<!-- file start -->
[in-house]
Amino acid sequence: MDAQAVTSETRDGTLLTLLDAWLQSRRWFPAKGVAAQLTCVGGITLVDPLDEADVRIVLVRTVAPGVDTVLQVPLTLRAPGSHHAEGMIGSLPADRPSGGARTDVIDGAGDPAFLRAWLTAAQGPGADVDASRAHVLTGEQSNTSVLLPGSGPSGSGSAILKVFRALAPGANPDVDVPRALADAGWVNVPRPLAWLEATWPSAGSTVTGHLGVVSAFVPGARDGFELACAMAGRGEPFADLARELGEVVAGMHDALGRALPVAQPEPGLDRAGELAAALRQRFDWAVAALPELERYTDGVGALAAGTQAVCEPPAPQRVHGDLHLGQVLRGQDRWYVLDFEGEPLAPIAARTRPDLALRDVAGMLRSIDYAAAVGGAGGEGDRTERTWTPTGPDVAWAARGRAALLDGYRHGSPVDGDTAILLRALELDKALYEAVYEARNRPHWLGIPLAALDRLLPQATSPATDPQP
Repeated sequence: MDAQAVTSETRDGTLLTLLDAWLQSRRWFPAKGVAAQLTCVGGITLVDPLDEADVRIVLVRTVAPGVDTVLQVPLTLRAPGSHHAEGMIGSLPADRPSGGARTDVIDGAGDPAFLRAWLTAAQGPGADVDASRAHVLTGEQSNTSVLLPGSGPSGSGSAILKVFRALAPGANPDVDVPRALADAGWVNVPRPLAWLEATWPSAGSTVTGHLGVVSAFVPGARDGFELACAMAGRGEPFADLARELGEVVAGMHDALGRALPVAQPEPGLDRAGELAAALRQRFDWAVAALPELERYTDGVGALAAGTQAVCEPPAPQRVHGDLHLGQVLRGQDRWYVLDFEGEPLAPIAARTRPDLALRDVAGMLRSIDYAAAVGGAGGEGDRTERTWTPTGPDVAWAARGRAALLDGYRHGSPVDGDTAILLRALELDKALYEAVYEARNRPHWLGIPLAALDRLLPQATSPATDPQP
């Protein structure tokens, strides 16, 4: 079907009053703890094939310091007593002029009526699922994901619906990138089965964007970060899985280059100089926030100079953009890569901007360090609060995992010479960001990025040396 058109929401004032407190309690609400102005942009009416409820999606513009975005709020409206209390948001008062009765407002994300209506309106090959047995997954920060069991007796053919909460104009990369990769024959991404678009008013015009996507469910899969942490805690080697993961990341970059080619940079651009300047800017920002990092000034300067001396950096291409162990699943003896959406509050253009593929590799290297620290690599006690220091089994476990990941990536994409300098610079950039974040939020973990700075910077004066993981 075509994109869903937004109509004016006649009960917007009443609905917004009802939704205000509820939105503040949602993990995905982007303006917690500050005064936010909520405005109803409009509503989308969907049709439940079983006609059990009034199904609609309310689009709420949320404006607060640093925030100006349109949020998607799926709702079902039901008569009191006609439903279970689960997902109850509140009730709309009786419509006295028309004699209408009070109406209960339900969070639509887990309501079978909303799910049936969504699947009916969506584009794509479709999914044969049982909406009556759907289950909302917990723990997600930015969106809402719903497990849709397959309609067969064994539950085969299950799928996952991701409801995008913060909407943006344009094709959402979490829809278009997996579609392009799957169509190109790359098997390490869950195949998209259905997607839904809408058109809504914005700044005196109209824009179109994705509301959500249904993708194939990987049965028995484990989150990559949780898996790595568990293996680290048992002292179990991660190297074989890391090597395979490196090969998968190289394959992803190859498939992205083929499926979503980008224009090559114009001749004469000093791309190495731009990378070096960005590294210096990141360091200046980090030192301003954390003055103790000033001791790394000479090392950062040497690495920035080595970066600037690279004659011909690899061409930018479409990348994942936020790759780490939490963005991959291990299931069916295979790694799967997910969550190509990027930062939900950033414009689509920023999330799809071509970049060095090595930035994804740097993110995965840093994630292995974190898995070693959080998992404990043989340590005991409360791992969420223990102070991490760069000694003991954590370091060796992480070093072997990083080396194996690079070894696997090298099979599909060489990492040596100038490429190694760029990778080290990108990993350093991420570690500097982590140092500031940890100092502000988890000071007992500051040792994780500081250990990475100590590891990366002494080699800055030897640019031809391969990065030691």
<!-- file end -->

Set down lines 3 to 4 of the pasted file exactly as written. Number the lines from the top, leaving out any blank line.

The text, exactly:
Repeated sequence: MDAQAVTSETRDGTLLTLLDAWLQSRRWFPAKGVAAQLTCVGGITLVDPLDEADVRIVLVRTVAPGVDTVLQVPLTLRAPGSHHAEGMIGSLPADRPSGGARTDVIDGAGDPAFLRAWLTAAQGPGADVDASRAHVLTGEQSNTSVLLPGSGPSGSGSAILKVFRALAPGANPDVDVPRALADAGWVNVPRPLAWLEATWPSAGSTVTGHLGVVSAFVPGARDGFELACAMAGRGEPFADLARELGEVVAGMHDALGRALPVAQPEPGLDRAGELAAALRQRFDWAVAALPELERYTDGVGALAAGTQAVCEPPAPQRVHGDLHLGQVLRGQDRWYVLDFEGEPLAPIAARTRPDLALRDVAGMLRSIDYAAAVGGAGGEGDRTERTWTPTGPDVAWAARGRAALLDGYRHGSPVDGDTAILLRALELDKALYEAVYEARNRPHWLGIPLAALDRLLPQATSPATDPQP
């Protein structure tokens, strides 16, 4: 079907009053703890094939310091007593002029009526699922994901619906990138089965964007970060899985280059100089926030100079953009890569901007360090609060995992010479960001990025040396 058109929401004032407190309690609400102005942009009416409820999606513009975005709020409206209390948001008062009765407002994300209506309106090959047995997954920060069991007796053919909460104009990369990769024959991404678009008013015009996507469910899969942490805690080697993961990341970059080619940079651009300047800017920002990092000034300067001396950096291409162990699943003896959406509050253009593929590799290297620290690599006690220091089994476990990941990536994409300098610079950039974040939020973990700075910077004066993981 075509994109869903937004109509004016006649009960917007009443609905917004009802939704205000509820939105503040949602993990995905982007303006917690500050005064936010909520405005109803409009509503989308969907049709439940079983006609059990009034199904609609309310689009709420949320404006607060640093925030100006349109949020998607799926709702079902039901008569009191006609439903279970689960997902109850509140009730709309009786419509006295028309004699209408009070109406209960339900969070639509887990309501079978909303799910049936969504699947009916969506584009794509479709999914044969049982909406009556759907289950909302917990723990997600930015969106809402719903497990849709397959309609067969064994539950085969299950799928996952991701409801995008913060909407943006344009094709959402979490829809278009997996579609392009799957169509190109790359098997390490869950195949998209259905997607839904809408058109809504914005700044005196109209824009179109994705509301959500249904993708194939990987049965028995484990989150990559949780898996790595568990293996680290048992002292179990991660190297074989890391090597395979490196090969998968190289394959992803190859498939992205083929499926979503980008224009090559114009001749004469000093791309190495731009990378070096960005590294210096990141360091200046980090030192301003954390003055103790000033001791790394000479090392950062040497690495920035080595970066600037690279004659011909690899061409930018479409990348994942936020790759780490939490963005991959291990299931069916295979790694799967997910969550190509990027930062939900950033414009689509920023999330799809071509970049060095090595930035994804740097993110995965840093994630292995974190898995070693959080998992404990043989340590005991409360791992969420223990102070991490760069000694003991954590370091060796992480070093072997990083080396194996690079070894696997090298099979599909060489990492040596100038490429190694760029990778080290990108990993350093991420570690500097982590140092500031940890100092502000988890000071007992500051040792994780500081250990990475100590590891990366002494080699800055030897640019031809391969990065030691």